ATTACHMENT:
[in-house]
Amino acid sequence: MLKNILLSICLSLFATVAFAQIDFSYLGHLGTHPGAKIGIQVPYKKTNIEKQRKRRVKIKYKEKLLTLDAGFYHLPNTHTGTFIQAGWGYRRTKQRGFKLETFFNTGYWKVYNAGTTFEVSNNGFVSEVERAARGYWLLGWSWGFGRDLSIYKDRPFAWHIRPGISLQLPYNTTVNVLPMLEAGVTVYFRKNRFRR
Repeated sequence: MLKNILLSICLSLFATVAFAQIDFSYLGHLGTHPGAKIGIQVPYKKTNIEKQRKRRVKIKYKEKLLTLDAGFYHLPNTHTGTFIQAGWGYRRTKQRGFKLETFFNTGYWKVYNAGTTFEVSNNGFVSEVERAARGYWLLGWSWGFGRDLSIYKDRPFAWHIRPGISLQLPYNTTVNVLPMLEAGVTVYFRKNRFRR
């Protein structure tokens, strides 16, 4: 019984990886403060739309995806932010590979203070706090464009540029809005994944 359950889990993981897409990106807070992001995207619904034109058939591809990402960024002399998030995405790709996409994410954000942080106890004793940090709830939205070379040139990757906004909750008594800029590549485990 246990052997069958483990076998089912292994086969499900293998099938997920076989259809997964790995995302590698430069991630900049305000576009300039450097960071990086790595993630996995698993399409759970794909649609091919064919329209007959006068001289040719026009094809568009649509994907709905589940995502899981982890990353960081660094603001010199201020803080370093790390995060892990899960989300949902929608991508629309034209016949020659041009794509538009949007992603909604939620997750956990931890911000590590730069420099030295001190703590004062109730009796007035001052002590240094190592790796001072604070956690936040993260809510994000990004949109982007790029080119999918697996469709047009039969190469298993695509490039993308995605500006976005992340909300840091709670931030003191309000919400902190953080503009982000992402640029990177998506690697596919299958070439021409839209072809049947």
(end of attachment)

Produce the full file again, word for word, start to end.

[in-house]
Amino acid sequence: MLKNILLSICLSLFATVAFAQIDFSYLGHLGTHPGAKIGIQVPYKKTNIEKQRKRRVKIKYKEKLLTLDAGFYHLPNTHTGTFIQAGWGYRRTKQRGFKLETFFNTGYWKVYNAGTTFEVSNNGFVSEVERAARGYWLLGWSWGFGRDLSIYKDRPFAWHIRPGISLQLPYNTTVNVLPMLEAGVTVYFRKNRFRR
Repeated sequence: MLKNILLSICLSLFATVAFAQIDFSYLGHLGTHPGAKIGIQVPYKKTNIEKQRKRRVKIKYKEKLLTLDAGFYHLPNTHTGTFIQAGWGYRRTKQRGFKLETFFNTGYWKVYNAGTTFEVSNNGFVSEVERAARGYWLLGWSWGFGRDLSIYKDRPFAWHIRPGISLQLPYNTTVNVLPMLEAGVTVYFRKNRFRR
């Protein structure tokens, strides 16, 4: 019984990886403060739309995806932010590979203070706090464009540029809005994944 359950889990993981897409990106807070992001995207619904034109058939591809990402960024002399998030995405790709996409994410954000942080106890004793940090709830939205070379040139990757906004909750008594800029590549485990 246990052997069958483990076998089912292994086969499900293998099938997920076989259809997964790995995302590698430069991630900049305000576009300039450097960071990086790595993630996995698993399409759970794909649609091919064919329209007959006068001289040719026009094809568009649509994907709905589940995502899981982890990353960081660094603001010199201020803080370093790390995060892990899960989300949902929608991508629309034209016949020659041009794509538009949007992603909604939620997750956990931890911000590590730069420099030295001190703590004062109730009796007035001052002590240094190592790796001072604070956690936040993260809510994000990004949109982007790029080119999918697996469709047009039969190469298993695509490039993308995605500006976005992340909300840091709670931030003191309000919400902190953080503009982000992402640029990177998506690697596919299958070439021409839209072809049947």